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“Sword of Damocles” hangs over airlines

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But European airlines experienced 5.3% gain in January

In line with the worldwide average for the month of January, European carriers experienced a 5.3% gain in passenger traffic year-on-year, according to figures just released by IATA. But the persisting economic weakness of the region have resulted in a considerable drop from the 9.5% growth recorded in December, despite the attractiveness of the weak euro to tourist traffic and export activity. The average load factor in Europe strengthened to 75.7% on a 2.7% rise in capacity. However, the load factor is among the lowest in the world.
Global traffic results for January show a 5.7% rise in passenger demand (but an 8% decline in air freight) compared to the same month in 2011. The occurrence of Chinese New Year in January, rather than February as in 2011, exaggerated the increase in passenger demand (and the fall in air freight). But stripping this out, IATA says, the underlying trend is stronger passenger growth.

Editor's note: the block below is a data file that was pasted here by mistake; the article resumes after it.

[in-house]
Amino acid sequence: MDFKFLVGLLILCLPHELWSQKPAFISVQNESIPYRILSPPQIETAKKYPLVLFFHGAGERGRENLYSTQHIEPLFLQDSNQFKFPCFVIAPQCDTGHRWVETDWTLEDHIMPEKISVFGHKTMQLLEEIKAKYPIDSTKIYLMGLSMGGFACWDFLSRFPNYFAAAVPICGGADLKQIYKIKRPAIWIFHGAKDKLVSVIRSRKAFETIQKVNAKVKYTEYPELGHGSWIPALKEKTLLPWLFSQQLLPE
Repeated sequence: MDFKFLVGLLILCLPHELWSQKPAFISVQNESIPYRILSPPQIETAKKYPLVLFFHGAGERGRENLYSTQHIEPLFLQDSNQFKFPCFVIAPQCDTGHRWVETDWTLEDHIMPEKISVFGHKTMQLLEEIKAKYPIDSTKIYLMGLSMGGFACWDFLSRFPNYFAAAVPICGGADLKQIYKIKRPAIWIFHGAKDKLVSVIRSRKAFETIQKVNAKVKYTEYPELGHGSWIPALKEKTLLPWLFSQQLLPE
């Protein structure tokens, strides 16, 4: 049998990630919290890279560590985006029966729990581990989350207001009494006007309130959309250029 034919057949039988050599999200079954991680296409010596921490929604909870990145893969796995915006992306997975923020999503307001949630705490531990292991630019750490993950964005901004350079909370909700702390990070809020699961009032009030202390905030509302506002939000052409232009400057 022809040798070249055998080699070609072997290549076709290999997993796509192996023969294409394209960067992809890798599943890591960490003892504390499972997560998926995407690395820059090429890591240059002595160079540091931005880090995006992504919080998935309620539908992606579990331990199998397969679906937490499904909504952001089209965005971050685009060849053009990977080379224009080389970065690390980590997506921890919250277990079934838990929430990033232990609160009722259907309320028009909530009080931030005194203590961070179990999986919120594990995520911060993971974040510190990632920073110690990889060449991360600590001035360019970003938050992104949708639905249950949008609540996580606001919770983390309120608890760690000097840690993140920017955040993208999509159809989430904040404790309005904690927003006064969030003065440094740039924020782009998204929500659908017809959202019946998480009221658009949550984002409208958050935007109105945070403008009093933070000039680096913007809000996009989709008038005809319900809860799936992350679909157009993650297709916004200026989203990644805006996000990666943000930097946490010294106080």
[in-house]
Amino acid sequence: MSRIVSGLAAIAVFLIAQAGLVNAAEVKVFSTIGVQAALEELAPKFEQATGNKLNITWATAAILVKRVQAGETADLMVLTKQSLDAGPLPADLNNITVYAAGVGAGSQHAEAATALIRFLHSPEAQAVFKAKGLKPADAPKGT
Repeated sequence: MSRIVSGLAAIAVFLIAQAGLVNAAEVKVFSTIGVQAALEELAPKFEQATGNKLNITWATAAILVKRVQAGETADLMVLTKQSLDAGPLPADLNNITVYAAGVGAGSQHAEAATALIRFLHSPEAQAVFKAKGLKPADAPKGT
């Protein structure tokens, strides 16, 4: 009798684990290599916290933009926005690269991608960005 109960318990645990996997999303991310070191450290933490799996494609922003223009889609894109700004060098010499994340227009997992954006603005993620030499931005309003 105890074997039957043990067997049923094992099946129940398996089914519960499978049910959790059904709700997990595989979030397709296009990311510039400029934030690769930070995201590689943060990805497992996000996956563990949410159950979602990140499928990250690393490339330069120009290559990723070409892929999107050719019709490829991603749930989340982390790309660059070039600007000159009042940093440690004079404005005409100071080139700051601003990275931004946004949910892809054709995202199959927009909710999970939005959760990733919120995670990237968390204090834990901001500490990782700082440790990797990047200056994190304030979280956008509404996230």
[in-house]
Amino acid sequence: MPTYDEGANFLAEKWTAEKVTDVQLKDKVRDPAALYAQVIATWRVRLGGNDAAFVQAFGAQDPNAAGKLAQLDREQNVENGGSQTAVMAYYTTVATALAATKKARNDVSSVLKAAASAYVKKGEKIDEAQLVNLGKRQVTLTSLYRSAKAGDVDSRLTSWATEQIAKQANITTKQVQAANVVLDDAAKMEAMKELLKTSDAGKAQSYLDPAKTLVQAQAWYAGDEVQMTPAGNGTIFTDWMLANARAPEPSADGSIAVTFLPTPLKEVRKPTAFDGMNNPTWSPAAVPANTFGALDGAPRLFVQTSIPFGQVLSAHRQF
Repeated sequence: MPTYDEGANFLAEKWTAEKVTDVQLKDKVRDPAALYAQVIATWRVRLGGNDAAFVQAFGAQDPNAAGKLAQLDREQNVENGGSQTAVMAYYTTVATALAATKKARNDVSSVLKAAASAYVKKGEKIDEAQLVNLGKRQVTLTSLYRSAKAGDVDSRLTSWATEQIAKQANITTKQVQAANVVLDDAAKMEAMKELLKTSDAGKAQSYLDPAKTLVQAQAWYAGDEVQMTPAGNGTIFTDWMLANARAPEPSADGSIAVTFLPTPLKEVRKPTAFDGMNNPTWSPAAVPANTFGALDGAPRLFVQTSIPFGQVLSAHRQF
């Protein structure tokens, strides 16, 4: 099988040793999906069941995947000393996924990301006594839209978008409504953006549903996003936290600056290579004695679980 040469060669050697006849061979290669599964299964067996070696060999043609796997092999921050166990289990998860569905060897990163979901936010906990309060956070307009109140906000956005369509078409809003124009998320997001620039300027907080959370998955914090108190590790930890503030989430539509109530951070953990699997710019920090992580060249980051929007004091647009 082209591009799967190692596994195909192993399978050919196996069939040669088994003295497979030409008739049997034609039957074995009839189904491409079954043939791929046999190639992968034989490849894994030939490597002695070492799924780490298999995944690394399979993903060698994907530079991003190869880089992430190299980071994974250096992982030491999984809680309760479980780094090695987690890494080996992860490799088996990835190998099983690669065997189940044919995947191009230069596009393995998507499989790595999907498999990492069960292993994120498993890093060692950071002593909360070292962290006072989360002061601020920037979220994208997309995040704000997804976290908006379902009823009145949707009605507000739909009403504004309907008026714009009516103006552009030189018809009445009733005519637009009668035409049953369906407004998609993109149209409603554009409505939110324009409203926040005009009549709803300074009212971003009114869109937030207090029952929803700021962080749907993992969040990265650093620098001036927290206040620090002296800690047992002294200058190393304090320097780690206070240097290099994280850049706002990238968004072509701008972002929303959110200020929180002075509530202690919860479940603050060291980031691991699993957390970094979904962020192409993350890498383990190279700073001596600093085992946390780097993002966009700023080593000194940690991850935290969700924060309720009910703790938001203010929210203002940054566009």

“Airlines face two big risks: rising oil prices and Europe’s sovereign debt crisis. Both are hanging over the industry’s fortunes like the sword of Damocles,” said IATA’s director general and CEO, Tony Tyler.
Asia-Pacific airlines saw their traffic rise 6% in January compared to 2011. Capacity climbed 6.4% and load factor dipped slightly to 77.5%. Year-on-year traffic growth would have been softer were it not for the Chinese New Year boost. Meanwhile, North American airlines had a 0.3% dip in passenger traffic and capacity dropped 0.9%, pushing load factor up fractionally to 77.6%. Next to African carriers, passenger demand in North America was the weakest performance.
IATA.org
[pictured: Finnair A340; courtesy Finnair]

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